FURIKAKE SALMON RAMEN – Recipes from “Simply Ramen”

by Amy Kimoto-Kahn


It’s Sunday night, dinner time and I don’t feel like cooking.  I decide to make Salmon Furikake because it is so easy and the whole family likes it.

I’m not sure where this recipe originated, I think it was passed through one of our relatives or through a church cookbook, nevertheless…this is the easiest salmon dinner ever. The original recipe I think had only mayonnaise and furikake but I doctored it up a bit to make it a bit more complex by adding flavor to the mayonnaise and making crispy salmon skin for the top.  Complex in flavor but by no means complex in preparation.  It uses Japanese furikake which is a condiment that includes nori and sesame seeds and is traditionally sprinkled over rice.  My kids call this dish, “salmon with sprinkles” and they love to take a little of the fish and some gohan (Japanese steamed rice) wrapped with a crispy nori (seaweed) square to make their own Japanese taco!


This recipe is great because if you don’t have the ramen soup base or fresh ramen noodles ready, you can eat the salmon on its own with some rice and a vegetable. Serve it with steamed broccoli that has been mixed in with part of a crumbled chicken bouillon cube and drizzled with sesame oil for extra flavor (a trick my mom taught me) and call it a meal!

Just remember to always use a nice thick organic or farm fresh salmon and whatever you do, don’t overcook it.  Dried out salmon is awful and once you feed your kids bad fish, they’ll never try it again.  Make it right and they’ll love it every time!

I happen to love the salmon on ramen because the furikake condiment adds an additional crunchy texture and flavor.

(Excerpted from Simply Ramen: A Complete Course in Preparing Ramen Meals at Home)

Furikake Sake (Salmon Furikake) with Crispy Salmon Skin (optional)

ふりかけ さけ

Serves 6

Prep Time: 30 minutes plus time to make Ramen Soup Base, Ramen Noodles (optional) and Half Cooked Egg (optional)


1 (24-ounce) salmon fillet, skin on (ask for thickest part)

1⁄4 cup mayonnaise (preferrably Japanese mayonnaise that you can find at Japanese grocers)

1 tablespoon shoyu (soy sauce)

1 teaspoon sesame oil (such as the Kadoya brand, which is quite strong)

1⁄4 cup furikake (Japanese condiment made from sesame seeds, seaweed and salt)

Ramen noodles, made in advance (See recipe below)

Shoyu base (See recipe in “Simply Ramen” or easypeasyjapanesey), or your base of choice, made in advance. See Miso Base recipe.

Additional Toppings:

1 1⁄2 cups mushrooms, julienned (preferably shiitake; 1⁄4 cup per serving)

3⁄4 cup chives, chopped (2 tablespoons per serving)

Marinated half-cooked egg, made in advance (See recipe below)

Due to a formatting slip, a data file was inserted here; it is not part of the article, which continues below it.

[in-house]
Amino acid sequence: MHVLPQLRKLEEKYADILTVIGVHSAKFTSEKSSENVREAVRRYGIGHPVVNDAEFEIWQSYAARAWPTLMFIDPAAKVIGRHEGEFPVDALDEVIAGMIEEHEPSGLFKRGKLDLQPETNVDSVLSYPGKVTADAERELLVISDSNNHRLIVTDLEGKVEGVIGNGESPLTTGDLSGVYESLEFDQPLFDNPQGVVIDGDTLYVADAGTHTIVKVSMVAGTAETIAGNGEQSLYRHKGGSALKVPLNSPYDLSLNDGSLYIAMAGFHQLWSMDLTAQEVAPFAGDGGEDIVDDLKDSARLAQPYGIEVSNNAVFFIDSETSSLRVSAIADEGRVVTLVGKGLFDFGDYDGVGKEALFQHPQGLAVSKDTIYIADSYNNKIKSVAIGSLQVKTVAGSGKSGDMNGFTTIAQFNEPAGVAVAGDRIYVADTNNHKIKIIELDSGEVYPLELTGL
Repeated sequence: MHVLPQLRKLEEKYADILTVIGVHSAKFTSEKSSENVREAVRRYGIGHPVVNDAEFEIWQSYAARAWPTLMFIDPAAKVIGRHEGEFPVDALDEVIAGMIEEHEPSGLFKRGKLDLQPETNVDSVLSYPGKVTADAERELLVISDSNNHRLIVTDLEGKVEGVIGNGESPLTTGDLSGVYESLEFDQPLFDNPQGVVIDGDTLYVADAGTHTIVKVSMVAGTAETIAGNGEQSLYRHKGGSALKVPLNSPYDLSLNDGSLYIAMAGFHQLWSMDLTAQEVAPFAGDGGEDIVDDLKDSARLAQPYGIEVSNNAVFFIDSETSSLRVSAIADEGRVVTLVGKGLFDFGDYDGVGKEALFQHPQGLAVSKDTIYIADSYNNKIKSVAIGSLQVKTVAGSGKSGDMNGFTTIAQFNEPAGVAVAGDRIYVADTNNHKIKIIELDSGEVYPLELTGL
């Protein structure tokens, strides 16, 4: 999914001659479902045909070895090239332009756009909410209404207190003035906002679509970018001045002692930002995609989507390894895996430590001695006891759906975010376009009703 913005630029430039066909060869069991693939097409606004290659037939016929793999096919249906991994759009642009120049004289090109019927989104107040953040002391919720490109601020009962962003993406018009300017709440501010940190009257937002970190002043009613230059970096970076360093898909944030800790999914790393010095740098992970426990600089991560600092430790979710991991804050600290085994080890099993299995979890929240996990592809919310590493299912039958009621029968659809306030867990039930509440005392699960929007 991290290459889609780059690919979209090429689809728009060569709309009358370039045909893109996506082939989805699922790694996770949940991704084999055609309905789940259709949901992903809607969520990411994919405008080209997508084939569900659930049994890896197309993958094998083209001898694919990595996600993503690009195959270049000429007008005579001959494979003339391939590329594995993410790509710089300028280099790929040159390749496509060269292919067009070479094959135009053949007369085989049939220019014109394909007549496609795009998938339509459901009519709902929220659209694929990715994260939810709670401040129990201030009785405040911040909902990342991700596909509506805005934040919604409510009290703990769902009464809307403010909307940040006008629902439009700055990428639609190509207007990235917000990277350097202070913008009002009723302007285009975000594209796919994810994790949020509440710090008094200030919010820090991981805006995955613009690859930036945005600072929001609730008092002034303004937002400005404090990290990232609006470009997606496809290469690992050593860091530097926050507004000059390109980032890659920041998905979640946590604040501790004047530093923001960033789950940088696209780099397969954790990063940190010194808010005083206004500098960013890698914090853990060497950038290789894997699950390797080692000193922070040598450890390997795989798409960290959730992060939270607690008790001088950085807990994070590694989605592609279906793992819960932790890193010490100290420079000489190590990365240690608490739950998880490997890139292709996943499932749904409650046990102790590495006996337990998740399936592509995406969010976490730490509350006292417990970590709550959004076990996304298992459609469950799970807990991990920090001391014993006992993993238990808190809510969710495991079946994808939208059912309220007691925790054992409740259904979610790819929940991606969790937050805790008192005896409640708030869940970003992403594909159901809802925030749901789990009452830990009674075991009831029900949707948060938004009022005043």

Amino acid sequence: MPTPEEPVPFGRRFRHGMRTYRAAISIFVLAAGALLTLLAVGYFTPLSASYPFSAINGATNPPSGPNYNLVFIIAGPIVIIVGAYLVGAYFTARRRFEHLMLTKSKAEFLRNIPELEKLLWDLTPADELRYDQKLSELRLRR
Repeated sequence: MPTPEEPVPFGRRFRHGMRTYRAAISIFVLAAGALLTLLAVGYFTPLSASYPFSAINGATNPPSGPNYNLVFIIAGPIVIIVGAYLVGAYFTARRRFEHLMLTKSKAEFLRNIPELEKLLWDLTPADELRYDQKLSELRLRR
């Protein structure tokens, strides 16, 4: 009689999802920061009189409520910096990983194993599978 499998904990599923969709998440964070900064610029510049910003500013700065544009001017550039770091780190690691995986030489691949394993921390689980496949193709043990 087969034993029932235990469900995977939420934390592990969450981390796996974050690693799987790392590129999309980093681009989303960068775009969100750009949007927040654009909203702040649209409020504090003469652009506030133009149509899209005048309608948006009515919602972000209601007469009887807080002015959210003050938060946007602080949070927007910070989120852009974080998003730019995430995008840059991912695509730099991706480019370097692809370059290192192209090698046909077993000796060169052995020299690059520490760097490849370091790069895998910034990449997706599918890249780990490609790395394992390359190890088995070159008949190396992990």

1 1⁄2 lemons, quartered (1 quarter per serving)

1. Set the oven to broil. Place the salmon, skin side down, on a baking sheet lined with foil or a non-stick liner. In a small bowl, whisk together the mayonnaise, shoyu and sesame oil. Using a spatula, evenly spread the mixture in a thin layer over the salmon. Evenly sprinkle furikake over the salmon to lightly coat it.

add sprinkles.jpgfurikake can.jpg

2. Broil the salmon for about 8 minutes, or until just done; this varies depending on the thickness of the fillet (do not overcook). Remove from the broiler and slice into 4 even portions, about 1 1⁄2 wide. Remove the salmon skin.

salmon coated.jpg

3. Alternatively, you can make some extra crispy salmon skin to sprinkle on top of your salmon. Make sure the skin has been descaled and skin the salmon.   Watch a video on how to do it here.   After you’ve skinned the salmon, take it skin-side up and broil it on a piece of tinfoil for about 15 minutes in an oven or toaster oven (better to do in a toaster oven so you can use your oven to cook the salmon) until it is nice and crispy, almost burnt but not quite.  Remove from oven and set aside until ready to use.  It makes the most delicious crackling salmon skin that you can crumble and put on top of your salmon before you serve it.

crispy salmon.jpg

4. Boil a pot of water for your noodles. In a separate saucepan, bring 12 cups of shoyu (or other) base to a boil, then lower the heat and let simmer until it’s ready to serve. Right before serving, crank it back up to boil.

5. Boil the noodles – if fresh, boil for about 1 minute; if packaged, boil for about 2 minutes. As soon as they’re done, drain well and separate into serving bowls.

6. Pour 2 cups soup over each bowl of noodles. Top with furikake salmon, mushrooms, chives, and a marinated half-cooked egg. Squeeze the lemon on right before eating, and enjoy while it’s piping hot!


Toshiro Mifune enjoys a bowl of Ramen

Authentic Ramen Noodles

Ramen is an international favorite. We all have our favorite flavors, but as any true chef will attest, nothing can quite compare to fresh noodles. So next time you feel yourself reaching for the package of dried Ramen, pull up this recipe, from Simply Ramen, to achieve the perfect noodle!